Cranky Series: Triggers Don’t Send Mail

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August 13, 2012 by Mike Hillwig

Welcome to the Monday edition of my How Not to be a Cranky DBA series.

SQL 2000 wasn’t exactly the most stable version of SQL Server in Microsoft’s history, but it sure taught us a lot of things. For me, right after causing my fear of clusters, it was sending e-mail. The dark days of CDO objects and installing Outlook on servers may be over, but I’m still pretty averse to SQL Server and mail via triggers.

One day many years ago, I had a boss who loved triggers. He had me writing a trigger that fired off an alert when a certain condition was met in the system. The logic was ghastly, but worse yet, I was testing it during a time when our Exchange server was going up and down more times than a yoyo.  I saw just how ugly performance was and I saw what happened when the Exchange server went down. It wasn’t pretty.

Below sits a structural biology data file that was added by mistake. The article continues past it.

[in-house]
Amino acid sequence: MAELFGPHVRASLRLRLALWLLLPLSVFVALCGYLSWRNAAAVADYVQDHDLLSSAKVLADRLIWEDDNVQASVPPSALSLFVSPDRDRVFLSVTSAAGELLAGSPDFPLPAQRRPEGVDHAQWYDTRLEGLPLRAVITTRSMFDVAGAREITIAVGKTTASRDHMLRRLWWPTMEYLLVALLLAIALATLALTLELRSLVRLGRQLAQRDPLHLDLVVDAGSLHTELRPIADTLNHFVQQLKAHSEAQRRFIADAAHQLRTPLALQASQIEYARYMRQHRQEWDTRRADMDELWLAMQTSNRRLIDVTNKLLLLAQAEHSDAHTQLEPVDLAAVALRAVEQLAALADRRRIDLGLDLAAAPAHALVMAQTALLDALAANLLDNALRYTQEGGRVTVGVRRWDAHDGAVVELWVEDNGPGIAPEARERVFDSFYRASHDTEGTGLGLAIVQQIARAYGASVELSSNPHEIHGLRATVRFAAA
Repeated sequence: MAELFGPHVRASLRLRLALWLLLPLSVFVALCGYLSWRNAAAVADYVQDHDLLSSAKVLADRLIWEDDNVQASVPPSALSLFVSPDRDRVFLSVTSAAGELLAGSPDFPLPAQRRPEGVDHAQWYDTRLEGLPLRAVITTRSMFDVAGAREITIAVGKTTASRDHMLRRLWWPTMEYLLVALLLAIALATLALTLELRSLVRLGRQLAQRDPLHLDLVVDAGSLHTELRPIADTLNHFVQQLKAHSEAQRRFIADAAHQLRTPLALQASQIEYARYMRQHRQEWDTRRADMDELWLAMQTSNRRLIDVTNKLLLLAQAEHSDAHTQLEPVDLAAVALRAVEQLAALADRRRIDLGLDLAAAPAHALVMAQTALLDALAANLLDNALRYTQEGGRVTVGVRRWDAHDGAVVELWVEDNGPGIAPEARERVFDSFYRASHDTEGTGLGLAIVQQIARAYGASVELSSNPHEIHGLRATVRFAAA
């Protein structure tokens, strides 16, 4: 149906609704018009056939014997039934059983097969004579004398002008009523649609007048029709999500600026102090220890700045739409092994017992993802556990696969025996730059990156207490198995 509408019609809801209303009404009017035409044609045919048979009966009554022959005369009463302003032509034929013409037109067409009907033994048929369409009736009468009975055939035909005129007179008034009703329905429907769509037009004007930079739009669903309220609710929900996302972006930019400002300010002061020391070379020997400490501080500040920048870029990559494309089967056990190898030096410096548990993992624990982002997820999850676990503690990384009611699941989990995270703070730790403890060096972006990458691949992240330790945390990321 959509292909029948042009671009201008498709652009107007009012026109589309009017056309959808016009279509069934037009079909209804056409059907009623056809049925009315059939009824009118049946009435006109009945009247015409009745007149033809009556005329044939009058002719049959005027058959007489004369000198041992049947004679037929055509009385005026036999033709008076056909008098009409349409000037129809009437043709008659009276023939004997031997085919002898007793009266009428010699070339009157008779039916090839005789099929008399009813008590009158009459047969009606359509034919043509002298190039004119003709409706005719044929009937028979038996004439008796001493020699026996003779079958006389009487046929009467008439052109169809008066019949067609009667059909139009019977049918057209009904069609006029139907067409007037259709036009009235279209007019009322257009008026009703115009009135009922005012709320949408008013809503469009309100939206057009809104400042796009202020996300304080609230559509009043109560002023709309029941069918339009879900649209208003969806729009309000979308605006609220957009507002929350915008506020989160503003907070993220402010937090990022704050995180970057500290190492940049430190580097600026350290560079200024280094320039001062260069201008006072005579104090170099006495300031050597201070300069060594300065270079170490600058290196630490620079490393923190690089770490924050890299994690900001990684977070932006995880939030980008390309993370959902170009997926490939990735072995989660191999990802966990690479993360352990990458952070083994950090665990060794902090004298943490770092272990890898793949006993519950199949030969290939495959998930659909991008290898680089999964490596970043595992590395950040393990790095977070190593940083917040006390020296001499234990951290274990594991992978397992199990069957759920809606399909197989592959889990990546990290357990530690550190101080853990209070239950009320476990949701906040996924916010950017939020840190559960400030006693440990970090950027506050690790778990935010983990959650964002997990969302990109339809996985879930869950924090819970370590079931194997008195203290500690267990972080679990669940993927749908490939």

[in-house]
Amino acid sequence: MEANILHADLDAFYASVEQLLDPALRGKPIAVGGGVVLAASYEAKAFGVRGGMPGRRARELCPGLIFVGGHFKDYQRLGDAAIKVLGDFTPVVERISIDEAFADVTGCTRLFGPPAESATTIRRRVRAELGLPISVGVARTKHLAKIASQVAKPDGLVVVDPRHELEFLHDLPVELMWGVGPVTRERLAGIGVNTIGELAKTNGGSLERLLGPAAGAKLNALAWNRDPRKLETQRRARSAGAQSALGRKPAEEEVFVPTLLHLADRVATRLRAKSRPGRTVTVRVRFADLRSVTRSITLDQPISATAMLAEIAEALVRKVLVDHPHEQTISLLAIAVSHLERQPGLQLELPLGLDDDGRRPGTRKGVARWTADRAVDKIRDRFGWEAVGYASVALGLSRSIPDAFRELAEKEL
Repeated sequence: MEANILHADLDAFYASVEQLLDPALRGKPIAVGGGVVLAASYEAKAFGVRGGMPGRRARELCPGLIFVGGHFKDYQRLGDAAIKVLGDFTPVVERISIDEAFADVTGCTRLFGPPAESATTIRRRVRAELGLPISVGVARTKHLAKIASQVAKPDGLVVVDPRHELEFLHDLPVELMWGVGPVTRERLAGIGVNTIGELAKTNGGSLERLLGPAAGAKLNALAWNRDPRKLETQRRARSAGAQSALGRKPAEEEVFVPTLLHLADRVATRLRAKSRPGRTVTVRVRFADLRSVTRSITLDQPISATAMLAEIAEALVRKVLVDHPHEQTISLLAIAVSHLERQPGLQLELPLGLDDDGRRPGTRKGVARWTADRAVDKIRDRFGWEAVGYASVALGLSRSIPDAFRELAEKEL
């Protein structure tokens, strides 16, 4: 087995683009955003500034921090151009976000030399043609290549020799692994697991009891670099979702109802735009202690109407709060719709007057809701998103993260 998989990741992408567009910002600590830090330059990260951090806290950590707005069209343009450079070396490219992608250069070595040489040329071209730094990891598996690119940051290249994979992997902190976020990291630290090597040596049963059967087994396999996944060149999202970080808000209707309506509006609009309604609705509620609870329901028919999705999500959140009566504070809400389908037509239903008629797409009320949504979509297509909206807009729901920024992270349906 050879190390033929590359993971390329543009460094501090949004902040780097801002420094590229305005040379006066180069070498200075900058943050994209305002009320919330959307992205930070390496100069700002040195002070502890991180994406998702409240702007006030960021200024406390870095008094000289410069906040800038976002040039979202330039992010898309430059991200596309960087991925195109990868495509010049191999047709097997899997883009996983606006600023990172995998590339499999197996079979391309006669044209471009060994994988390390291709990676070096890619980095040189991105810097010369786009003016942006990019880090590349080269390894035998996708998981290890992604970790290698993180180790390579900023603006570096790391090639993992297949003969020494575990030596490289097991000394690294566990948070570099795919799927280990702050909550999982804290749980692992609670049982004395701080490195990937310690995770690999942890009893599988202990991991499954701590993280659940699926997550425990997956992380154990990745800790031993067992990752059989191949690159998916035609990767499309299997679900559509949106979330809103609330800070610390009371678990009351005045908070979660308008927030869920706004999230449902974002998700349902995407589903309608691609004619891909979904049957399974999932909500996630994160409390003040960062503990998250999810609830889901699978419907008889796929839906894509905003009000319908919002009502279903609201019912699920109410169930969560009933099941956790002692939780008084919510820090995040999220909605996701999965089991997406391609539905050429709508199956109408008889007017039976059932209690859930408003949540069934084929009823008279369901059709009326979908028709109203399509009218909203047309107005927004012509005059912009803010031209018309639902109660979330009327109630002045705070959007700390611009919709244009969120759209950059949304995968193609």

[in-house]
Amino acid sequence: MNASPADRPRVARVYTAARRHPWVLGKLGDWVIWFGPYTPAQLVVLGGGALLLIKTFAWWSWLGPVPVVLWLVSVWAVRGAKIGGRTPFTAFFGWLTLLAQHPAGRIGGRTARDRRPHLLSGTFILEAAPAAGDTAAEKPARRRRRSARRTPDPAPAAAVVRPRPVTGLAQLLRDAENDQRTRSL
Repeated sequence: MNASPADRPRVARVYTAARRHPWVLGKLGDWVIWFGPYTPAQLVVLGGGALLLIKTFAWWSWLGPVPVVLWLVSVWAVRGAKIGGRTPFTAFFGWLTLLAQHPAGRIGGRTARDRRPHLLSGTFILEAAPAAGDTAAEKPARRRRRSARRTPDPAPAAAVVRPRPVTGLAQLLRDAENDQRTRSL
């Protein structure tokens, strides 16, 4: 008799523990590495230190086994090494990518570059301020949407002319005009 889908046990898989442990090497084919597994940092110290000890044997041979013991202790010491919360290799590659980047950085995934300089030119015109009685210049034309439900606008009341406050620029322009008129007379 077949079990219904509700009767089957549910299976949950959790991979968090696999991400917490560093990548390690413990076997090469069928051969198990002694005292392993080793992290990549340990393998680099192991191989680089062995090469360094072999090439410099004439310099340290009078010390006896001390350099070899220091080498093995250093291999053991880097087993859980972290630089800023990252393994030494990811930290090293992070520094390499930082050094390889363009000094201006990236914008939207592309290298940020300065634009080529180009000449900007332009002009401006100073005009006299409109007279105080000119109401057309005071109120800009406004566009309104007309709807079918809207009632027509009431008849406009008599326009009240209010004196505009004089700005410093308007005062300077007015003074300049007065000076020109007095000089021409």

It led me down a path where I had a conversation with the manager in the business who was to be one of the recipients of said e-mail alert. I asked her if she needed to get the alert immediately or if a fifteen minute delay was acceptable. She laughed, telling me that if she got the alert at the end of the business day, that would be perfectly acceptable. This led me to the realization that a trigger-based e-mail was not the most appropriate way to handle this situation. Instead, we had the trigger write to a queue table and then later had a SQL Agent job sweep the queue. Life was suddenly much better.

When someone says they want to have a trigger fire an e-mail, my first question is about the urgency. Then I ask what happens to the underlying application if we suddenly find ourselves unable to send mail.

There are better ways. You should find them.

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